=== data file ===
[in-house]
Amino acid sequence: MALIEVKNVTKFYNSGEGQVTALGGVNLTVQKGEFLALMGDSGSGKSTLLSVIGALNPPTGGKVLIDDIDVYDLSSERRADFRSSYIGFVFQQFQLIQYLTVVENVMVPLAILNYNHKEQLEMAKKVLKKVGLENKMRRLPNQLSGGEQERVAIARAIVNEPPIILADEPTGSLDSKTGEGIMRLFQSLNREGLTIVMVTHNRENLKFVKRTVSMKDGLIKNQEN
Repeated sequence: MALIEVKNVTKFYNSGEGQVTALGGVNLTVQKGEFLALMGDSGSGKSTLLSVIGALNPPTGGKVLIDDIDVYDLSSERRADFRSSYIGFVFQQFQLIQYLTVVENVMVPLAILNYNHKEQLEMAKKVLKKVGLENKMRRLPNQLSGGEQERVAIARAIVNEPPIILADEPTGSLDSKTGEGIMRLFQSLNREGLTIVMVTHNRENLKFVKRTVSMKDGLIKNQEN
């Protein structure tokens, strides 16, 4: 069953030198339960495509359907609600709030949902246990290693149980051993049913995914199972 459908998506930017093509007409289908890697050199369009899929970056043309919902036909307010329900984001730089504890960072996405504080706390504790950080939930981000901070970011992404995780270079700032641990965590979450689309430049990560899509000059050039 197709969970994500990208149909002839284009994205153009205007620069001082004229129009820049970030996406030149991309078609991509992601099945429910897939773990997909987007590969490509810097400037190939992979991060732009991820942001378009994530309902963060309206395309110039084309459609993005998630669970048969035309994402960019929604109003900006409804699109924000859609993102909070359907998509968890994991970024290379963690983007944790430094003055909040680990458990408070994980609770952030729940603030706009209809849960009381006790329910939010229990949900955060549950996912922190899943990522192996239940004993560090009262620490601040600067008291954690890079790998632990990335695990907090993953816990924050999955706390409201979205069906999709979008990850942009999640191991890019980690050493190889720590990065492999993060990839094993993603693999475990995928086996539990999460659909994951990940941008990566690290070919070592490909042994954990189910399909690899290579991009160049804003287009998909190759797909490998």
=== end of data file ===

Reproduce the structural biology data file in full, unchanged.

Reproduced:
[in-house]
Amino acid sequence: MALIEVKNVTKFYNSGEGQVTALGGVNLTVQKGEFLALMGDSGSGKSTLLSVIGALNPPTGGKVLIDDIDVYDLSSERRADFRSSYIGFVFQQFQLIQYLTVVENVMVPLAILNYNHKEQLEMAKKVLKKVGLENKMRRLPNQLSGGEQERVAIARAIVNEPPIILADEPTGSLDSKTGEGIMRLFQSLNREGLTIVMVTHNRENLKFVKRTVSMKDGLIKNQEN
Repeated sequence: MALIEVKNVTKFYNSGEGQVTALGGVNLTVQKGEFLALMGDSGSGKSTLLSVIGALNPPTGGKVLIDDIDVYDLSSERRADFRSSYIGFVFQQFQLIQYLTVVENVMVPLAILNYNHKEQLEMAKKVLKKVGLENKMRRLPNQLSGGEQERVAIARAIVNEPPIILADEPTGSLDSKTGEGIMRLFQSLNREGLTIVMVTHNRENLKFVKRTVSMKDGLIKNQEN
């Protein structure tokens, strides 16, 4: 069953030198339960495509359907609600709030949902246990290693149980051993049913995914199972 459908998506930017093509007409289908890697050199369009899929970056043309919902036909307010329900984001730089504890960072996405504080706390504790950080939930981000901070970011992404995780270079700032641990965590979450689309430049990560899509000059050039 197709969970994500990208149909002839284009994205153009205007620069001082004229129009820049970030996406030149991309078609991509992601099945429910897939773990997909987007590969490509810097400037190939992979991060732009991820942001378009994530309902963060309206395309110039084309459609993005998630669970048969035309994402960019929604109003900006409804699109924000859609993102909070359907998509968890994991970024290379963690983007944790430094003055909040680990458990408070994980609770952030729940603030706009209809849960009381006790329910939010229990949900955060549950996912922190899943990522192996239940004993560090009262620490601040600067008291954690890079790998632990990335695990907090993953816990924050999955706390409201979205069906999709979008990850942009999640191991890019980690050493190889720590990065492999993060990839094993993603693999475990995928086996539990999460659909994951990940941008990566690290070919070592490909042994954990189910399909690899290579991009160049804003287009998909190759797909490998």